Although a car accident settlement figure largely depends on a variety factors, generally speaking car accident victims settle for between $40,000 and $42,000. Those who are involved in truck accidents settle for a similar amount, but those who are involved in motorcycle accidents tend to settle for much more ($60,000). The reason why motorcycle accidents have higher settlement figures is because these are usually associated with more severe injuries. And just because the average settlement figure is $40,000 doesn’t mean this is what you’re going to take home, but more on that later.
What Are Some Settlement Negotiating Do’s and Don’ts
Negotiating a settlement can be a big win or a big loss depending on how you approach it. Here are some do’s and don’t to keep in mind:
Don’t Answer Questions Without a Lawyer Present
You should never talk to involved insurance providers without a car accident lawyer present. You should even be skeptical when talking to your own insurance provider. One wrong statement could preclude you from seeking a fair amount in compensation, or you could preclude yourself from seeking compensation altogether. A lawyer will make sure you speak tactfully and only tell the insurance providers what they need to know—nothing more.
Don’t Take a Low-Ball Settlement
It’s common for insurance companies to offer low-ball settlements to car accident victims. You shouldn’t take one even if you want to settle the claim fast. If you settle too soon, and you develop injuries later on that force you to get expensive treatments and long-term care, you won’t be able to sue at-fault parties because of the settlement you agreed on earlier.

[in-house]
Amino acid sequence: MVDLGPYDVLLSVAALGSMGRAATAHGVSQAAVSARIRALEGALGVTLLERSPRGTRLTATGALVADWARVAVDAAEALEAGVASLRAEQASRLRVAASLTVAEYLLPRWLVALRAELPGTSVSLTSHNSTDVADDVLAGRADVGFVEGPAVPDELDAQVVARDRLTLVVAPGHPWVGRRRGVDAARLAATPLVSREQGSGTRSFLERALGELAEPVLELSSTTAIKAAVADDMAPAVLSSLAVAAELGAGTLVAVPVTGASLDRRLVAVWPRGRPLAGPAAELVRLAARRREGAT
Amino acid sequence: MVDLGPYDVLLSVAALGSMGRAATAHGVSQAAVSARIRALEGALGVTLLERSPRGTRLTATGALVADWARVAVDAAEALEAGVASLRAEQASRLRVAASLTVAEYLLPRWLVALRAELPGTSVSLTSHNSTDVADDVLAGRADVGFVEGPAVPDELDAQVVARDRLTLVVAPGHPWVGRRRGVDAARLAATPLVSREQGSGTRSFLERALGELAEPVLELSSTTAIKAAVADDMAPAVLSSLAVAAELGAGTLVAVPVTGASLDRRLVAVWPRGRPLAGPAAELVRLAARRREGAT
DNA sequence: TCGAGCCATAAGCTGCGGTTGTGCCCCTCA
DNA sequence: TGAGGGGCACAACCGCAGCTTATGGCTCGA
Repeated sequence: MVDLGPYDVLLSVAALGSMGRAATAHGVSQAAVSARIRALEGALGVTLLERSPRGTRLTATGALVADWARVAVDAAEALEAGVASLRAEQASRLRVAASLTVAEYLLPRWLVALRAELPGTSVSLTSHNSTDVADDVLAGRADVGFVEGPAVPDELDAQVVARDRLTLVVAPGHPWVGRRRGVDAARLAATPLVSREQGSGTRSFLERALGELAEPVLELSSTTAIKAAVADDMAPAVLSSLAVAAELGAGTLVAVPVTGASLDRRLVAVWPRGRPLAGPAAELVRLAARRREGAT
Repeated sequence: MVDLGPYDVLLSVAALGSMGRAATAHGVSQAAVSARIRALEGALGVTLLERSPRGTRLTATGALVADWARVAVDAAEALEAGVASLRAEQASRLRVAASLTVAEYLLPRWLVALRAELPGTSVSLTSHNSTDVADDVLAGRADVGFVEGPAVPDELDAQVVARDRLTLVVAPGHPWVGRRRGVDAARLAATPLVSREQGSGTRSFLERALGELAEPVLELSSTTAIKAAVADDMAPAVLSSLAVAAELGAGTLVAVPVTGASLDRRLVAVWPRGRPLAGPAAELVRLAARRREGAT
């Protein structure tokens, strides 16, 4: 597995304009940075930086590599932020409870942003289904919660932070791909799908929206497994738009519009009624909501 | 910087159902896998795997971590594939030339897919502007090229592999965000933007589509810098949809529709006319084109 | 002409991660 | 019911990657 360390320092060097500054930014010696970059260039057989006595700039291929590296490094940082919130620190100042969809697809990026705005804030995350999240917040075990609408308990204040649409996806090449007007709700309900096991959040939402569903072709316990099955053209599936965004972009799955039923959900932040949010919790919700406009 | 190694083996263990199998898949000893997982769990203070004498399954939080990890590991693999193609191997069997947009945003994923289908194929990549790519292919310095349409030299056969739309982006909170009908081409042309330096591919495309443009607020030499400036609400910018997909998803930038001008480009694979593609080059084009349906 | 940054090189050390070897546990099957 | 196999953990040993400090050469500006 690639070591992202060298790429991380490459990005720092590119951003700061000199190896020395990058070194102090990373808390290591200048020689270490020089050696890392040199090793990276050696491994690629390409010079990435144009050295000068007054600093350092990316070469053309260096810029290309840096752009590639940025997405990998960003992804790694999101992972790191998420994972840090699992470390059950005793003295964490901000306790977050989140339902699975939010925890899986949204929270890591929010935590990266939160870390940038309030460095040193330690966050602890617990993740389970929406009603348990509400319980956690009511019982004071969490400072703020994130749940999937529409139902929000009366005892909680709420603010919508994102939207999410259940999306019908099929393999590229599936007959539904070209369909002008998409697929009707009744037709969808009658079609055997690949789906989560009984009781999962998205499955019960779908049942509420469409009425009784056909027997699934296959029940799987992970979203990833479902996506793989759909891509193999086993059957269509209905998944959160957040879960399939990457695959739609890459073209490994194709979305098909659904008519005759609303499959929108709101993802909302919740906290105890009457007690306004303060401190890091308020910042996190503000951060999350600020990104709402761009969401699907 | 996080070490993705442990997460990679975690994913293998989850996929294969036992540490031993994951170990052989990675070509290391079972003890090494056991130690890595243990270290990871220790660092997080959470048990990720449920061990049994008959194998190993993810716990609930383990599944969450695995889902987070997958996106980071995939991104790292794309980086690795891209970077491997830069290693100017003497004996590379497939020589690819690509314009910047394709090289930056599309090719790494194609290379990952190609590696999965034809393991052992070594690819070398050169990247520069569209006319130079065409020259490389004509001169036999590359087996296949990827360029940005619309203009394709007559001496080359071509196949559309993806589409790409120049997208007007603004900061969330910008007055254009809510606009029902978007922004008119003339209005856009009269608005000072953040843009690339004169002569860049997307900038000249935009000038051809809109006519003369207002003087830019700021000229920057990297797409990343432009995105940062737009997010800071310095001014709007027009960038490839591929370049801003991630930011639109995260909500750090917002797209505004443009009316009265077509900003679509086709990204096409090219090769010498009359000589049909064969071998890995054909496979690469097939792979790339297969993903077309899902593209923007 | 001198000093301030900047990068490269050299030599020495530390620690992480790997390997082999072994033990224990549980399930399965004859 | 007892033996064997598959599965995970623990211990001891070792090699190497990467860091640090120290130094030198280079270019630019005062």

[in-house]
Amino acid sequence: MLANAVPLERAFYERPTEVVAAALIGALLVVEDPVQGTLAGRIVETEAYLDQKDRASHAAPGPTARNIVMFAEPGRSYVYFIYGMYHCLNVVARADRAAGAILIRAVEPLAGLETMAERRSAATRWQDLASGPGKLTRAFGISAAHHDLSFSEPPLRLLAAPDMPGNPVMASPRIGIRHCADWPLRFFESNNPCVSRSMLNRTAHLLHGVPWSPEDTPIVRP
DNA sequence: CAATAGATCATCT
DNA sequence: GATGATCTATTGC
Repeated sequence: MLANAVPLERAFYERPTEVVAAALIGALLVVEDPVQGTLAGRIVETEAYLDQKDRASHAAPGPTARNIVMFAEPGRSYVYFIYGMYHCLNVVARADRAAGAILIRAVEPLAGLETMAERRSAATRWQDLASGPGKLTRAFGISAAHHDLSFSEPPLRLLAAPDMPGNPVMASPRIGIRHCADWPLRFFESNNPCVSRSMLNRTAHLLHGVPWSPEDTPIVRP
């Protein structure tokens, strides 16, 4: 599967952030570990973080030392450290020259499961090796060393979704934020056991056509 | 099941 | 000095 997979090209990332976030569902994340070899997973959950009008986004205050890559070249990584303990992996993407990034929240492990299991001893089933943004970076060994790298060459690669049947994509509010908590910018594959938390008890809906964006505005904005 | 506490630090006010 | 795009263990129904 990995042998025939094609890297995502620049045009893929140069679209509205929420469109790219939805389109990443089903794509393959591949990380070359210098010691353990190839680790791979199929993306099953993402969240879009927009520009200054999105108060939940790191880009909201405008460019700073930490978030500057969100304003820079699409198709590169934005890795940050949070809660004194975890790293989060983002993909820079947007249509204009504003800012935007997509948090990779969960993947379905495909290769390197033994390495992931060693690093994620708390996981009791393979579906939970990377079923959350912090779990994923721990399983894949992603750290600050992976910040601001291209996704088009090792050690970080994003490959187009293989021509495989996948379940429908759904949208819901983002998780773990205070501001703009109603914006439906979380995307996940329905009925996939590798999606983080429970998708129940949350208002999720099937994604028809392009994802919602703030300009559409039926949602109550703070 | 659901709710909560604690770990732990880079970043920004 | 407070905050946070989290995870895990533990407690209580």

Don’t Come With an Unrealistically High Figure
You should refrain from coming to the negotiating table with an unrealistically high figure. Doing so may tell the insurance company that you’re not serious, and they may just walk away from the table and wait for you to cave. If you take an at-fault party to court and demand a high figure, it’s likely a jury won’t grant you this, so it’s best to stay realistic.
Don’t Be Afraid to Take Things to Court
Don’t be afraid to take things to court if a settlement can be reached. Although most car accident claims get resolved out of the courtroom, there are times when taking a claim to court is necessary. If an insurance provider refuses to pay you what you’re owed or they’re not acting in good faith, formal legal proceedings may be needed to yield a conclusion.
Who Gets Paid From Your Settlement?
After you receive a settlement, the first person who gets paid is your lawyer. Then from the remainder, you have to pay your health insurance provider if they covered some of the treatment costs. If you have a lien against you from a medical provider, they’ll have to be compensated as well. After all parties that helped you achieve the successful outcome have been paid, the remainder is yours.
We understand that hiring a car accident lawyer can be a challenging task nowadays. That’s why we set out to simplify the process. Just call 1-800-HURT-511 when you need to speak with a highly qualified, multilingual, and experienced lawyer. The lawyers we work with have secured over $1 billion for their clients over the years.
Call 1-800-HURT-511 now, as you may be running out of time!